Whichever historical account you accept and I agree that there are differences in the estimation of the numbers of aircraft destroyed on both sides, the fact is, that the RAF were very much in attendance in the skies over Dunkirk.

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    Quote Originally Posted by John Green
    It must have been whatever remained of the French Air Force after it had been largely destroyed on the ground !
    The official The official tally of the French Fighter Arm and its myth of the "thousand" victories

    11 There is a great deal of confusion about this, and there is an important difference between the claimed victories and the actual destruction. A first source of confusion is the chronological delimitation of the period in question. In the estimation of the victory of the Air Force, the "phoney war" (3 September 1939-9 May 1940) is included in the great majority of cases, which constitutes a notable and significant source of confusion: The "thousand victories" of French aviation (naval aeronautics included, as weak and marginal as its contribution was) is insensibly passed in 1939-40 to the "thousand victories" of the fighter aviation of the Army of the " Air during the Battle of France, which is not quite the same.

    {snip}

    After critical re-evaluation, and to stick to more meaningful round numbers, it appears that the "thousand victories" claimed for the loss of about 500 combat aircraft turn into around 500 actual victories for loss of about 1,500 to 2,000 aircraft. We then pass from a positive loss / victory ratio of one to two favorable to the Air Force at a negative rate of three or even four to one. From then on, the interpretation of the role of the Air Force during the French campaign, the assessment of the scope and effectiveness of its action, changed radically.
    http://histoiremesure.revues.org/4040?lang=fr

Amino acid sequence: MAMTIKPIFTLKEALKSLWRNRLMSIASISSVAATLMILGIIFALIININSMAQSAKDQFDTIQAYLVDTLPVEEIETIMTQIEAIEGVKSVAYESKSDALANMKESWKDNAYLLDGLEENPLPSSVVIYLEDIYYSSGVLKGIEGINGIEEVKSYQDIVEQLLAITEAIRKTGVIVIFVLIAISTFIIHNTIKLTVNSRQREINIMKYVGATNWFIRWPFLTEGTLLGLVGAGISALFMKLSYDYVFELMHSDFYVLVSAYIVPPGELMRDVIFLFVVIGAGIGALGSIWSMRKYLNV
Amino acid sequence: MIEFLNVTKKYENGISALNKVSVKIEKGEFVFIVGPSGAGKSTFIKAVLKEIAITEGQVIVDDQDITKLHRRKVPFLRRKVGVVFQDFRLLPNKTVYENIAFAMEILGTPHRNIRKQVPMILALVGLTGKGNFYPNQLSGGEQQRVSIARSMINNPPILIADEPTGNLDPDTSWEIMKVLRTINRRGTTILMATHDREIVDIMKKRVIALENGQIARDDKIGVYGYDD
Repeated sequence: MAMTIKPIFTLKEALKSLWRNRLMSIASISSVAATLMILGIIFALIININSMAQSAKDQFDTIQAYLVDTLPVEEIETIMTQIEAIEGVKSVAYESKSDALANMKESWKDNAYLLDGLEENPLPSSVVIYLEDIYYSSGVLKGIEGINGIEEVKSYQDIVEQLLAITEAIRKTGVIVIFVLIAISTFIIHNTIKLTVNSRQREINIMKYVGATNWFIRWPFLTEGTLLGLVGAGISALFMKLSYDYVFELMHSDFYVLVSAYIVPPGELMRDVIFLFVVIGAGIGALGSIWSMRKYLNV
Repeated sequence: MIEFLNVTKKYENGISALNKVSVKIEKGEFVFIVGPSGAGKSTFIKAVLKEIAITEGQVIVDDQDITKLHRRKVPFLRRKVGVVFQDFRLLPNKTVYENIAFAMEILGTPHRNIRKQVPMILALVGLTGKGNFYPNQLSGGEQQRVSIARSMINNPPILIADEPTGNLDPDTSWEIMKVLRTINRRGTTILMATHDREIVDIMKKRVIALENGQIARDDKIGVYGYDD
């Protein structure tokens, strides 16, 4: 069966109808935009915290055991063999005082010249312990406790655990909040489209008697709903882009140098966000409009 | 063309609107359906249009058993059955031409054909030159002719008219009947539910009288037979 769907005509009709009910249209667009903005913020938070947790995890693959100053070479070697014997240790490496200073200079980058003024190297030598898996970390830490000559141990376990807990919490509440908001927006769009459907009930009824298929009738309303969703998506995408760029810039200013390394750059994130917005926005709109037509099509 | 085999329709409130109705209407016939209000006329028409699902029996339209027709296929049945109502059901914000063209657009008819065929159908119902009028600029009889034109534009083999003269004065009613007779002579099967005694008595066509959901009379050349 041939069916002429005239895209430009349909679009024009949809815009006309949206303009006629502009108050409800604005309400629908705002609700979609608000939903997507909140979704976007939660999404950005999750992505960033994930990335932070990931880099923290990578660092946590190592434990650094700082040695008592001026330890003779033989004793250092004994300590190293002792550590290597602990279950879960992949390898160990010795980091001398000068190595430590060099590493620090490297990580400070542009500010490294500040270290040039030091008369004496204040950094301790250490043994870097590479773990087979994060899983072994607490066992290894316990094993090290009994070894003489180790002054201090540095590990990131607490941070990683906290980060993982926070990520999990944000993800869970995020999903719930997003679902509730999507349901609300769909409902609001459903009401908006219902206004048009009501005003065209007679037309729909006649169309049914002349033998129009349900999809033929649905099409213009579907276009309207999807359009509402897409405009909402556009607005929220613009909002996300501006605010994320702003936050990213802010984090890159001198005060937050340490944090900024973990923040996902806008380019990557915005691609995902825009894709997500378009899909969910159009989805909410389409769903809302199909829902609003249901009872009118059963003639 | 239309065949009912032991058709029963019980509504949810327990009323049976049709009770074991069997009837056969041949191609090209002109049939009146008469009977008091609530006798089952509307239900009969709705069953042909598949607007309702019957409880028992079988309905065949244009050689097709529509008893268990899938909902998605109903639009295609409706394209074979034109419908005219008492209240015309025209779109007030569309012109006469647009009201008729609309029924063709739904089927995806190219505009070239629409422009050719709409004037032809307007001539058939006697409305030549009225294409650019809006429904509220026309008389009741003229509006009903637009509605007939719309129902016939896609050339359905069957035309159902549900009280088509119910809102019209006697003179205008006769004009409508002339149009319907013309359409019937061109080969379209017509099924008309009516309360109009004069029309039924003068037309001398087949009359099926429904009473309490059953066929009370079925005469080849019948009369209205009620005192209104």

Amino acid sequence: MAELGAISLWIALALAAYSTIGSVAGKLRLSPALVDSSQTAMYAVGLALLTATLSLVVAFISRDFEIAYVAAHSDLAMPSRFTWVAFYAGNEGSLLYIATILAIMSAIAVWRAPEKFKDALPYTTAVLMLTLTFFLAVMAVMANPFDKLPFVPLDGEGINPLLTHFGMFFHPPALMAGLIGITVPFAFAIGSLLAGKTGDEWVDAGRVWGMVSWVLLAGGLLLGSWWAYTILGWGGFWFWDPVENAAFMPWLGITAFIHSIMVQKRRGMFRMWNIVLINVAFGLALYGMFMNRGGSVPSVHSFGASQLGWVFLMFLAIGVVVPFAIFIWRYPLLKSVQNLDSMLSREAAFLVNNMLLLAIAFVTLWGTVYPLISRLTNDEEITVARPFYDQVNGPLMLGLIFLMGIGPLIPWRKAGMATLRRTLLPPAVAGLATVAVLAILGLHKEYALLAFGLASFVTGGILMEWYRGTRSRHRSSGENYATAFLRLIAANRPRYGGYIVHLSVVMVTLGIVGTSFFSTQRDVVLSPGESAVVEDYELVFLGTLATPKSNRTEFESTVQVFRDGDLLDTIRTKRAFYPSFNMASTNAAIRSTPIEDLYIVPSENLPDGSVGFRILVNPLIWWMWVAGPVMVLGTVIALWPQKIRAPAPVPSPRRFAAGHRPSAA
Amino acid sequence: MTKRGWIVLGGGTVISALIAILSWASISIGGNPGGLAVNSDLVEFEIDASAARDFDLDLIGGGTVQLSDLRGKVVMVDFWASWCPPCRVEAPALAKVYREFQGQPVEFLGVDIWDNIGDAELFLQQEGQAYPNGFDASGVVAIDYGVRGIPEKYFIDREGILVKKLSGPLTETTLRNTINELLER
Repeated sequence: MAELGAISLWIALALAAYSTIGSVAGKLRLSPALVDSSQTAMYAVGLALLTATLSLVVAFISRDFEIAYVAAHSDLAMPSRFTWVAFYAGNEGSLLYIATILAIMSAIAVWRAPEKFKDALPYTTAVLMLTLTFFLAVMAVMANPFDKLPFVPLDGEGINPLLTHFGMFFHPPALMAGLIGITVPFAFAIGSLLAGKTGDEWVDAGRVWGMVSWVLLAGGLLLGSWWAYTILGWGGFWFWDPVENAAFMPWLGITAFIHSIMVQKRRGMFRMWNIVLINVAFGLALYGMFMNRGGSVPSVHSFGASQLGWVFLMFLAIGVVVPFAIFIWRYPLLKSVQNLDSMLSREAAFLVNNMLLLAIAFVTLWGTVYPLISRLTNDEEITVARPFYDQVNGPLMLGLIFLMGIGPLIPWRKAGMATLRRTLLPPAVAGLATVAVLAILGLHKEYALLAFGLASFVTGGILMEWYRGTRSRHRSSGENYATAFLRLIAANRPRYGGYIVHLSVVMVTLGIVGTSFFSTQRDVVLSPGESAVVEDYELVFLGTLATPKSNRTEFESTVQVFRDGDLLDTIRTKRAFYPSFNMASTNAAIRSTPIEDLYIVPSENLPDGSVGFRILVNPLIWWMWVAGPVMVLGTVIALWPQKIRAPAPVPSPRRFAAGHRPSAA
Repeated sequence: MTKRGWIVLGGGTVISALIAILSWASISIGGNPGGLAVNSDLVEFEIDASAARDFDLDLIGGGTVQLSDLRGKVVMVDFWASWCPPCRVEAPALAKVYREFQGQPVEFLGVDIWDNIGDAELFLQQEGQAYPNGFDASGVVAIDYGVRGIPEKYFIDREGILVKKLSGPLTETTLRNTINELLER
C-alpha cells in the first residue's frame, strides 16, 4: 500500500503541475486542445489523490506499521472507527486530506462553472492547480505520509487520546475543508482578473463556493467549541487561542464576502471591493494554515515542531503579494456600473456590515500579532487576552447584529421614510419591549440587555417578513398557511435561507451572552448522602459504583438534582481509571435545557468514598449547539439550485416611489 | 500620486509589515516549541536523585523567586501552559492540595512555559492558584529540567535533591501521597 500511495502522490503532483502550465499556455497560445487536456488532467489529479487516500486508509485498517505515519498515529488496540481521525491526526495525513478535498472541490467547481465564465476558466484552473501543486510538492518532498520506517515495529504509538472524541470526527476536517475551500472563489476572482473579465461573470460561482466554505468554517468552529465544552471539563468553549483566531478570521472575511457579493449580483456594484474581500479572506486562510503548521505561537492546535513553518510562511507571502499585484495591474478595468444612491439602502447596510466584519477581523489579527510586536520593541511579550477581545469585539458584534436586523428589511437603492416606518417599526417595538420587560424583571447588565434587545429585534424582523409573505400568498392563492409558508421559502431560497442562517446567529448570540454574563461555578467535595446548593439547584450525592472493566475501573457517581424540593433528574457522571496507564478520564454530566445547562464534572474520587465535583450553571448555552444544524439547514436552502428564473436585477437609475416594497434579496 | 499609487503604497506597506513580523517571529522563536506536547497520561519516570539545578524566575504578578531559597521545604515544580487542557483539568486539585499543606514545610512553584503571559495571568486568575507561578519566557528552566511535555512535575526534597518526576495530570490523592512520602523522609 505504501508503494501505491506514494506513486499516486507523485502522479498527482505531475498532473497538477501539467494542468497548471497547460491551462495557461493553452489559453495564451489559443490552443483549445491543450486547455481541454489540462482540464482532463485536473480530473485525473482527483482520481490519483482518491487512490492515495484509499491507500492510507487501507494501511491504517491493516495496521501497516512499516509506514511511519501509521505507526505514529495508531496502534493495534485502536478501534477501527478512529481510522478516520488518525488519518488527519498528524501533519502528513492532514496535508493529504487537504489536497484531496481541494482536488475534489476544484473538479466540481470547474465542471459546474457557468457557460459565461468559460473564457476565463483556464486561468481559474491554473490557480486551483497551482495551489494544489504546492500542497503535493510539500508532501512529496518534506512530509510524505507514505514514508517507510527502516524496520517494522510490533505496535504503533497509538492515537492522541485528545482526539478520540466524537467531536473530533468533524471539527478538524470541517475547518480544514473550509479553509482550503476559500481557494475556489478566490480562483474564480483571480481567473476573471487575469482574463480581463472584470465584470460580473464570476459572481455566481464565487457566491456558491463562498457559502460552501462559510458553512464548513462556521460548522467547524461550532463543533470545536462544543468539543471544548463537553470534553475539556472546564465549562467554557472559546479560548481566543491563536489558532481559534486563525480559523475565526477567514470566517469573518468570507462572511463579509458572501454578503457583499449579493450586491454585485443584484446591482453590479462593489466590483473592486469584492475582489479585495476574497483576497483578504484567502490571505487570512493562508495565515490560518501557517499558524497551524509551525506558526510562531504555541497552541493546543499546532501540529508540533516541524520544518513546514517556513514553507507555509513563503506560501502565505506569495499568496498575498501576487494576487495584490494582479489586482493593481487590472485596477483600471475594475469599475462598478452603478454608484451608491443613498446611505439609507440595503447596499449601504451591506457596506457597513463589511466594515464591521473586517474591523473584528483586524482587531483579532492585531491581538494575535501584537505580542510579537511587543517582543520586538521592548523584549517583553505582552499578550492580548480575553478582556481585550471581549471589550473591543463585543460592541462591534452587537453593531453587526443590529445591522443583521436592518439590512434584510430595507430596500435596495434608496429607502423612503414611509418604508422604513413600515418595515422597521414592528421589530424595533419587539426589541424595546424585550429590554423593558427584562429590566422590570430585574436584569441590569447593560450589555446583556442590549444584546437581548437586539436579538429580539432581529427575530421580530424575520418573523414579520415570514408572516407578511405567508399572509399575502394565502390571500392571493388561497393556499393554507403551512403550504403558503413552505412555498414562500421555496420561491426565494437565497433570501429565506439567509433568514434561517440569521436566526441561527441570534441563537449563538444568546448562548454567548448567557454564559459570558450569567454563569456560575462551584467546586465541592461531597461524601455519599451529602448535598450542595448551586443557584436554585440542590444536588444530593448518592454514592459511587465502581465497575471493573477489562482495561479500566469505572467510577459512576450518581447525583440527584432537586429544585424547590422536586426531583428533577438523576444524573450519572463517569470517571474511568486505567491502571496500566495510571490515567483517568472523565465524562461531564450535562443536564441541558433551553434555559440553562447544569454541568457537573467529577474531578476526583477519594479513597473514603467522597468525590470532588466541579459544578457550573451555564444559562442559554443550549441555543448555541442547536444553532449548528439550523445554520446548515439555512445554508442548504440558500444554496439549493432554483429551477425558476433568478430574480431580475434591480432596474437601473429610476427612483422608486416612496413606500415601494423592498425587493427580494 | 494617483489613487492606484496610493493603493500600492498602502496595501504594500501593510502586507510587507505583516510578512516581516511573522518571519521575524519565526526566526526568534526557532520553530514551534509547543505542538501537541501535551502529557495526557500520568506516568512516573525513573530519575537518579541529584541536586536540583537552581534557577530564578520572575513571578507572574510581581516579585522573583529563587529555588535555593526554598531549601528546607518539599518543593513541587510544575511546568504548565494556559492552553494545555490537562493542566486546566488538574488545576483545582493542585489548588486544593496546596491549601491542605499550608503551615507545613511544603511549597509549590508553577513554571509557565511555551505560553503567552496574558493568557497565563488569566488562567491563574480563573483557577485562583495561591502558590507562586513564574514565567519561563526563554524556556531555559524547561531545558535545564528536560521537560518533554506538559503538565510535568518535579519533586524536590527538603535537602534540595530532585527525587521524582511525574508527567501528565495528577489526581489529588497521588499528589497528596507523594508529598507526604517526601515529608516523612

From this I get the picture that some of the claims made last night for the RAF contribution were profoundly optimistic.

    Moggy
    Last edited by Moggy C; 3rd July 2017 at 10:39.
    "What you must remember" Flip said "is that nine-tenths of Cattermole's charm lies beneath the surface." Many agreed.

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    Exaggerated claims made during the heat of battle are understandable. The dozen or so aviation historians on my shelves do not at all match with their various tallies.

    What is indisputable is that the RAF were very much in attendance at Dunkirk.

    The RAF were still contesting the battlefield up until withdrawal on the 4/5th June.

    Despite Goering's claim that the Luftwaffe would annihilate the BEF and prevent evacuation, this did not happen because of the continuous intervention of the RAF.

    Thru' out the Battle of France the RAF lost one aircraft for every two they destroyed.

    These are the reasons why the RAF left the battlefield as victors.

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    "If the C.O. ask's you to be Tail End Charlie...just shoot him!!!....A Piece of Cake.
    http://spitfirea58-27.blogspot.com.au/

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    What led to the evacuation of Dunkirk was the slowness and vacillation of the French command structure and the inability of the French to deal with, what was then, a new concept of warfare we know as Blitzkrieg.
    I cannot disagree with that but a major component of the success of that Blitzkrieg campaign was its use of tactical airpower; the Luftwaffe didn't achieve the victory alone but from their point of view, losses aside, I cannot see how their campaign could have been judged in any other way than as a brilliant success.
    WA$.

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    The RAF were still contesting the battlefield up until withdrawal on the 4/5th June. Despite Goering's claim that the Luftwaffe would annihilate the BEF and prevent evacuation, this did not happen because of the continuous intervention of the RAF. Thru' out the Battle of France the RAF lost one aircraft for every two they destroyed.

    These are the reasons why the RAF left the battlefield as victors.
    Although I wouldn't use the term 'victors' I think that the RAF certainly had nothing to be ashamed of in their conduct of the Battle-of-France; the loss-ratio and the suicidal bravery shown by the Light Bomber force should attest to that.

    I don't think anybody today thinks that the RAF weren't a major contributor in the success of Operation Dynamo.

    All in all, considering the size of the RAF contingent and the size of the BEF compared to the French forces, I think it is safe to say that both made a contribution well above that which their numbers would suggest was possible; unfortunately the escape of the BEF has left them as something of a convenient scapegoat for the French defeat in French eyes.
    WA$.

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    You're absolutely correct but, aided and abetted - by the French !